If you’re reading this article, I bet you’ve wondered at least once ‘How can I become fluent in English”?
Learning English is not difficult, the simplicity of its grammar definitely helps, but becoming fluent is a whole other story.
In this short article, I’ll share with you three common misconceptions that have to do with learning English and becoming fluent compared to what actually works.
A Little Context - Who am I and why did I write this article?
Hi, my name is Lara and I’m from Italy. I want this to be the first thing that you know about me because I want you to understand that I was once in your shoes, that is there was a time when I couldn’t speak English.
When I tell people that English is my second language, they often have a hard time believing it. I’ve been asked if I was lying, if my parents were American, if at least I had had a nanny who was American or if I had spent long periods of time in the United States, and the answer to those questions is no, no, no and no.
I was born and raised in Milan, Italy, and I was brought up by my mom who, no, did not speak a word of English. Funnily enough, my mom started learning English at the ripe age of 70. That’s right, 70.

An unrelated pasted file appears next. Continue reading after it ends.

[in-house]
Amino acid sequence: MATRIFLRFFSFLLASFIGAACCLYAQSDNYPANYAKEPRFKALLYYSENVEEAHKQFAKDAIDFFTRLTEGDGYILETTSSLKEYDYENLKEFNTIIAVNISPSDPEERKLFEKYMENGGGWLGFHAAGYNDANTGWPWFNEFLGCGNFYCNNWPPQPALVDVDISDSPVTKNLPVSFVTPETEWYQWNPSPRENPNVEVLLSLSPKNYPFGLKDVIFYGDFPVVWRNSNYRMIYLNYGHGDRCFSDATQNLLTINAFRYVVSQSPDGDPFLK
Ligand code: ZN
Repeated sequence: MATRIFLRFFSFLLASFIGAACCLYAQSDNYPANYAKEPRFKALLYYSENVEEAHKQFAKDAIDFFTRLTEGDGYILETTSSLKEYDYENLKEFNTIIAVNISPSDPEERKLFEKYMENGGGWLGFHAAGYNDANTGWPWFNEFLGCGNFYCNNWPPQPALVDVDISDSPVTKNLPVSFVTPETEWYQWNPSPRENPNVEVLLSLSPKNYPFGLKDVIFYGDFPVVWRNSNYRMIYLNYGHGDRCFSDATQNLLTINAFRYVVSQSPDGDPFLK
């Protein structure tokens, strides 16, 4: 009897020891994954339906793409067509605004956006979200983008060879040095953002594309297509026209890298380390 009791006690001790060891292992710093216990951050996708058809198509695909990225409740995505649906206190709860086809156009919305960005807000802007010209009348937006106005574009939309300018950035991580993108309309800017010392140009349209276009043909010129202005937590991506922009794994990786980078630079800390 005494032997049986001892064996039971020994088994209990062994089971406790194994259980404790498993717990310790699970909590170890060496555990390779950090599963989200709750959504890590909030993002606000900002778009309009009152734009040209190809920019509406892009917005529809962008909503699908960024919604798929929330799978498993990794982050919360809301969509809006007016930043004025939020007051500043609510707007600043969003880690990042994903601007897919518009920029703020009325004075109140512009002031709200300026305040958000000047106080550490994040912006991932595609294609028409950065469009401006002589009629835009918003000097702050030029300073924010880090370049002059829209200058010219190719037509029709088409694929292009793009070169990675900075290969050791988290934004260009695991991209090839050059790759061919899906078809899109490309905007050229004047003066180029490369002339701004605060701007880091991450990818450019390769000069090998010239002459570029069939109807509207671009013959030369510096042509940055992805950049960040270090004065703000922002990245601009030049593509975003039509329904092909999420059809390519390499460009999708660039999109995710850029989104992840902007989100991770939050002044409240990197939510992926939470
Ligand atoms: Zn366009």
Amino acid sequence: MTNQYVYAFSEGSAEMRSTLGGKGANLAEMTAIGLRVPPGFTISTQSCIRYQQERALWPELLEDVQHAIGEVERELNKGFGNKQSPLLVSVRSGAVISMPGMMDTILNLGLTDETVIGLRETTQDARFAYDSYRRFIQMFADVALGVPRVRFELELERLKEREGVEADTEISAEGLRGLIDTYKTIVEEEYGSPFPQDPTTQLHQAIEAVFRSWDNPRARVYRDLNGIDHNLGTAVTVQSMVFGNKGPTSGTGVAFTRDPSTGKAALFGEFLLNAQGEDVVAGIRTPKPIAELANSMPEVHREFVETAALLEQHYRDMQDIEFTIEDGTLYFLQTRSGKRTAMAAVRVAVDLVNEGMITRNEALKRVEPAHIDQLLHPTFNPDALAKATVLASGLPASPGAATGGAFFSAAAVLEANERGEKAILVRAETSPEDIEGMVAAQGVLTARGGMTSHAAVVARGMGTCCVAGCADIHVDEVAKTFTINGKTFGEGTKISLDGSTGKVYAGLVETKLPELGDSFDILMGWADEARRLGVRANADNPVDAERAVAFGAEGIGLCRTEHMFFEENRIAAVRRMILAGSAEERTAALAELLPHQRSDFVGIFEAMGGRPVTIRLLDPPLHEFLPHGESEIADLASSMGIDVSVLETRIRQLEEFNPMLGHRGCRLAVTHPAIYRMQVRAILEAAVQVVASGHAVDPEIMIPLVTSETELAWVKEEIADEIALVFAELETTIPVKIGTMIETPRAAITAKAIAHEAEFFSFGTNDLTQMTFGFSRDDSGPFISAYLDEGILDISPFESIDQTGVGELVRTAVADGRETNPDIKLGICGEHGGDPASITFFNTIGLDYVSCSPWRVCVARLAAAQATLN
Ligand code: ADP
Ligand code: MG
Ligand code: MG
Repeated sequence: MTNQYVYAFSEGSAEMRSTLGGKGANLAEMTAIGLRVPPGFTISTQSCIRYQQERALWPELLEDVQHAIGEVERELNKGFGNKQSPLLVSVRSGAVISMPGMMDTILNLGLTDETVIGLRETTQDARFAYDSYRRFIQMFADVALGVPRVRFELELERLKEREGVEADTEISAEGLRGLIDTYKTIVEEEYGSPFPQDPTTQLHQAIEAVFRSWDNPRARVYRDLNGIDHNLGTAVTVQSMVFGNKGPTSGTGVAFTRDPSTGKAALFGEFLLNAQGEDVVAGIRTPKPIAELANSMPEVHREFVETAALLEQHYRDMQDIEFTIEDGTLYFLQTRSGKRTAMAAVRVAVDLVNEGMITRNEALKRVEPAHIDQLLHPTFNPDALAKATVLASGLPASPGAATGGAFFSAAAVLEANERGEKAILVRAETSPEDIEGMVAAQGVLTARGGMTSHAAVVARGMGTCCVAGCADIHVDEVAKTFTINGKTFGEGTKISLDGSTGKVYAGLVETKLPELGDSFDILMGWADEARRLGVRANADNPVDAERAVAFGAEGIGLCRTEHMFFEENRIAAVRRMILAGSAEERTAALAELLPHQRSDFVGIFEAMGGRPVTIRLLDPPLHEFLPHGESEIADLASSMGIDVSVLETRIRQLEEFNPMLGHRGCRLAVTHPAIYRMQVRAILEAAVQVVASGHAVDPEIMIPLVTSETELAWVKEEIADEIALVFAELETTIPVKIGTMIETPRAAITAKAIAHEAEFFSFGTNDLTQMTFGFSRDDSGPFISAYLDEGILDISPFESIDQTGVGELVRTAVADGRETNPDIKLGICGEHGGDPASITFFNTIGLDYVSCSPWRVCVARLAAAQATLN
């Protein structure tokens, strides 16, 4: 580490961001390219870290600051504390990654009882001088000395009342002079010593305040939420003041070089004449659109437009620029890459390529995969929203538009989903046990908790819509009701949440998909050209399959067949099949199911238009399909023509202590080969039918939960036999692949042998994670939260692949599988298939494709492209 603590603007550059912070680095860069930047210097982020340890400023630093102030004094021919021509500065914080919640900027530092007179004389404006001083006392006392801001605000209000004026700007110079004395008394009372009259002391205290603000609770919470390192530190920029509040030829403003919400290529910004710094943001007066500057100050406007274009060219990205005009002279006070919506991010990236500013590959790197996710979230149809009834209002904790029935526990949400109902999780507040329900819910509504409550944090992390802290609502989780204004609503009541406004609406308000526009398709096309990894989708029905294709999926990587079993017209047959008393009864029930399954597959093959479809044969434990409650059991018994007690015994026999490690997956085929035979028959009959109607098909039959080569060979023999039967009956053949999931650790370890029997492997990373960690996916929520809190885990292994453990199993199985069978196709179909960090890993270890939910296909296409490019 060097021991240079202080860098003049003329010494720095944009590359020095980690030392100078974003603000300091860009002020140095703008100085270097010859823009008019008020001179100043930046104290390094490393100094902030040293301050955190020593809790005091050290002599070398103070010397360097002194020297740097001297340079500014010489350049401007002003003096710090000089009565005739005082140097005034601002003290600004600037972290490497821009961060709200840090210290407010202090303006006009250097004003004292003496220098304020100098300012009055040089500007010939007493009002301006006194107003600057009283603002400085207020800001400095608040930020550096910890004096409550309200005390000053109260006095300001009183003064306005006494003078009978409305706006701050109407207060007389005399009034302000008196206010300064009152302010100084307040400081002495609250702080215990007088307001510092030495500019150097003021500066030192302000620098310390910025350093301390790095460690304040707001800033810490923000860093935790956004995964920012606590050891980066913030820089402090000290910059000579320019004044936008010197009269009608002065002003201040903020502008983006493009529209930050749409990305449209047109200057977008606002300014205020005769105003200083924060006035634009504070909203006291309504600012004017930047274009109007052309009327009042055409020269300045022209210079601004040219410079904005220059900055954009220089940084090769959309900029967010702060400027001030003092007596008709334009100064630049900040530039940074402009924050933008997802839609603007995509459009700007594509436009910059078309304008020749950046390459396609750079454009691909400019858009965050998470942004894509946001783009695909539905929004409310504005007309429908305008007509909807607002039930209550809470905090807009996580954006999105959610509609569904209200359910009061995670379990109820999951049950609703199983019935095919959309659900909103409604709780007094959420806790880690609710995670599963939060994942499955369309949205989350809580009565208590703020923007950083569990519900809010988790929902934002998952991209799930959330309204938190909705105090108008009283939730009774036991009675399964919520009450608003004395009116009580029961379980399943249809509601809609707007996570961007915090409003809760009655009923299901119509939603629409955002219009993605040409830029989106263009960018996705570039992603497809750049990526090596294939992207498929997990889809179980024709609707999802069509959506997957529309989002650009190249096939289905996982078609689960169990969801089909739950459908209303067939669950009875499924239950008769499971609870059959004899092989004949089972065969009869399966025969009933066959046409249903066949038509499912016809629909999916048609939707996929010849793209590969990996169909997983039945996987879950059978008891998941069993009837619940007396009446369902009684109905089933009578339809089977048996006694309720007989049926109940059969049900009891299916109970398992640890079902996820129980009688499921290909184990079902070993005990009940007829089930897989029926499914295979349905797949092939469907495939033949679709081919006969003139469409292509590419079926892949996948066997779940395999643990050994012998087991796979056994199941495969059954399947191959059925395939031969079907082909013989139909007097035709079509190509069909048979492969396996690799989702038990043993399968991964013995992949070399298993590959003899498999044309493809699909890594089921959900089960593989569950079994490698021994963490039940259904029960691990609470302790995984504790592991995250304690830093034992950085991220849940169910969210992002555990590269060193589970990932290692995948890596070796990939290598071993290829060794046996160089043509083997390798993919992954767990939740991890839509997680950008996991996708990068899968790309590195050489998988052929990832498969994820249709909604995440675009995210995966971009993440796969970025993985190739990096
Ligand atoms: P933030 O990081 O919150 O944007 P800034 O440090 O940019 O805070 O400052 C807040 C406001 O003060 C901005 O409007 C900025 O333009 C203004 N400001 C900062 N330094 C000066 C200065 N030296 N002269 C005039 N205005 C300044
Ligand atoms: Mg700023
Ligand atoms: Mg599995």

I started studying English in public school when I was fairly young, 7 years old. I had the same teachers my friends did, we went to the same school, had a lot of the same experiences and yet I don’t know many of them who grew up to become bilingual. Then why is that? What did I do differently? What made me achieve English fluency?
This is exactly why I wrote this article — to share with you what has worked for me so you too can become the English speaker you’ve always wanted to be.
The three lies you’ve been told about becoming fluent in English
Before I tell you about the three steps to English fluency, we need to address some of the most popular beliefs around English fluency that are completely false.
Lie #1: You need to live abroad for some time to become fluent
“If only I could go live in [insert English-speaking country] for [X] years, then I’m sure I would become fluent.” If you haven’t said that, I’m willing to bet you have at least had this thought.